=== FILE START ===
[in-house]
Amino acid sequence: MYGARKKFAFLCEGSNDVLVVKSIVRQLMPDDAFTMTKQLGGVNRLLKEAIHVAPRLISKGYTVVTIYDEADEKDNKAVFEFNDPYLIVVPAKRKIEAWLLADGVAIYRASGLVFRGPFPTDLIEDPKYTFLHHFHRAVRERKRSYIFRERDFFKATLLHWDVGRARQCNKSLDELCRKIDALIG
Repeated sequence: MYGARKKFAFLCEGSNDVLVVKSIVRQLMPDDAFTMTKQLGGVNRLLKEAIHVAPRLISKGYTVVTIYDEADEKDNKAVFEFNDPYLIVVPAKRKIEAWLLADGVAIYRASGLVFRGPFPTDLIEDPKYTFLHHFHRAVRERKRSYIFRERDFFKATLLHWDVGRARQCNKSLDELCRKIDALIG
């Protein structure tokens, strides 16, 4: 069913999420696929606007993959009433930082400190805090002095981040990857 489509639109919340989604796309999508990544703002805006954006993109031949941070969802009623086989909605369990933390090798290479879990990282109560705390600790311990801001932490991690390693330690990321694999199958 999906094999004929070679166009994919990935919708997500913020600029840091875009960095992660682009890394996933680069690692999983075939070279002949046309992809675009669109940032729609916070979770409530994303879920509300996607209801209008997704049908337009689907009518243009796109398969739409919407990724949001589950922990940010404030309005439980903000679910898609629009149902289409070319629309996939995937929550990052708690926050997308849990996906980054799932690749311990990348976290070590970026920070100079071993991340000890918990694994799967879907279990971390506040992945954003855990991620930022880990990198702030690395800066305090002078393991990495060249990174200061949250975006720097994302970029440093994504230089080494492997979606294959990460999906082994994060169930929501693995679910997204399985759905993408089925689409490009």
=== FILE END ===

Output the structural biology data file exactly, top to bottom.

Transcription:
[in-house]
Amino acid sequence: MYGARKKFAFLCEGSNDVLVVKSIVRQLMPDDAFTMTKQLGGVNRLLKEAIHVAPRLISKGYTVVTIYDEADEKDNKAVFEFNDPYLIVVPAKRKIEAWLLADGVAIYRASGLVFRGPFPTDLIEDPKYTFLHHFHRAVRERKRSYIFRERDFFKATLLHWDVGRARQCNKSLDELCRKIDALIG
Repeated sequence: MYGARKKFAFLCEGSNDVLVVKSIVRQLMPDDAFTMTKQLGGVNRLLKEAIHVAPRLISKGYTVVTIYDEADEKDNKAVFEFNDPYLIVVPAKRKIEAWLLADGVAIYRASGLVFRGPFPTDLIEDPKYTFLHHFHRAVRERKRSYIFRERDFFKATLLHWDVGRARQCNKSLDELCRKIDALIG
């Protein structure tokens, strides 16, 4: 069913999420696929606007993959009433930082400190805090002095981040990857 489509639109919340989604796309999508990544703002805006954006993109031949941070969802009623086989909605369990933390090798290479879990990282109560705390600790311990801001932490991690390693330690990321694999199958 999906094999004929070679166009994919990935919708997500913020600029840091875009960095992660682009890394996933680069690692999983075939070279002949046309992809675009669109940032729609916070979770409530994303879920509300996607209801209008997704049908337009689907009518243009796109398969739409919407990724949001589950922990940010404030309005439980903000679910898609629009149902289409070319629309996939995937929550990052708690926050997308849990996906980054799932690749311990990348976290070590970026920070100079071993991340000890918990694994799967879907279990971390506040992945954003855990991620930022880990990198702030690395800066305090002078393991990495060249990174200061949250975006720097994302970029440093994504230089080494492997979606294959990460999906082994994060169930929501693995679910997204399985759905993408089925689409490009």